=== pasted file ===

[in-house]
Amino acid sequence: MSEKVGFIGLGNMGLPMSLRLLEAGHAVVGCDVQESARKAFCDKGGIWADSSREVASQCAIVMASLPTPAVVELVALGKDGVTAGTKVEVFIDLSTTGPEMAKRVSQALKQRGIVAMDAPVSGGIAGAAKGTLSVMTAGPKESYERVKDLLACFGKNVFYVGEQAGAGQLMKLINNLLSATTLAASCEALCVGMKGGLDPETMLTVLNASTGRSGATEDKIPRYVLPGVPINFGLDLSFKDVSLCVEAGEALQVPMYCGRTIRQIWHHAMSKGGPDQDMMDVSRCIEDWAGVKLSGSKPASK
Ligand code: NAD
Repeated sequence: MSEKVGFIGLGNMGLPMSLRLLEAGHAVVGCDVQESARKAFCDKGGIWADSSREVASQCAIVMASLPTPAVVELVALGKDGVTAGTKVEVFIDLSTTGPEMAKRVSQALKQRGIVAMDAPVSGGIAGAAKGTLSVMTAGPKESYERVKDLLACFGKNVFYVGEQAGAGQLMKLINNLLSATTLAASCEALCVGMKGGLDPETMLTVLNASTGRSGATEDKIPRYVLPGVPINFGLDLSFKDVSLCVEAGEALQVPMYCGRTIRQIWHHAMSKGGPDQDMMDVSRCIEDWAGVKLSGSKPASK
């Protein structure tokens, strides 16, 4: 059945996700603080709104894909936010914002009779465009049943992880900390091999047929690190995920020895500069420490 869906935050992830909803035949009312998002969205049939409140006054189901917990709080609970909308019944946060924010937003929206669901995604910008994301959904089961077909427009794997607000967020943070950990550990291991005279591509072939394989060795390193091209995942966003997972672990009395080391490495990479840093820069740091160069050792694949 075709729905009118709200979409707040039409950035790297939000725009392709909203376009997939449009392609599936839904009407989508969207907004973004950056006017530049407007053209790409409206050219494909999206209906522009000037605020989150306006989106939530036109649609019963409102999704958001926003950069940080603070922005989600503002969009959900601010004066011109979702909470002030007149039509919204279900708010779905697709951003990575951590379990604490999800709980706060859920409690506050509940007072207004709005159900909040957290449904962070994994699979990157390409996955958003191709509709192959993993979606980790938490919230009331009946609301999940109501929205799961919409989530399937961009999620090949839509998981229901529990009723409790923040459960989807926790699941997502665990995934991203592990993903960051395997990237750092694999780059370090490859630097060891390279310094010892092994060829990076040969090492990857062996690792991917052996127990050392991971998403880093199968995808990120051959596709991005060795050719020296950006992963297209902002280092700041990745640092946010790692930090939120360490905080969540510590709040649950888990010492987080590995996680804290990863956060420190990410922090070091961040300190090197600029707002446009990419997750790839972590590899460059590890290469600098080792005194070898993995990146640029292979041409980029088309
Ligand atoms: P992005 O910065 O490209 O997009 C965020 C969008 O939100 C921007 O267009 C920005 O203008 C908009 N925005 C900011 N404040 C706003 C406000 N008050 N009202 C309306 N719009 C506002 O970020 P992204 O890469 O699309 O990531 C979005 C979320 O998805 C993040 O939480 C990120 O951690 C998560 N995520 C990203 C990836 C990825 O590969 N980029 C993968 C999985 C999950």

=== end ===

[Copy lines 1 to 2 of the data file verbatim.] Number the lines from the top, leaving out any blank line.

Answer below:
[in-house]
Amino acid sequence: MSEKVGFIGLGNMGLPMSLRLLEAGHAVVGCDVQESARKAFCDKGGIWADSSREVASQCAIVMASLPTPAVVELVALGKDGVTAGTKVEVFIDLSTTGPEMAKRVSQALKQRGIVAMDAPVSGGIAGAAKGTLSVMTAGPKESYERVKDLLACFGKNVFYVGEQAGAGQLMKLINNLLSATTLAASCEALCVGMKGGLDPETMLTVLNASTGRSGATEDKIPRYVLPGVPINFGLDLSFKDVSLCVEAGEALQVPMYCGRTIRQIWHHAMSKGGPDQDMMDVSRCIEDWAGVKLSGSKPASK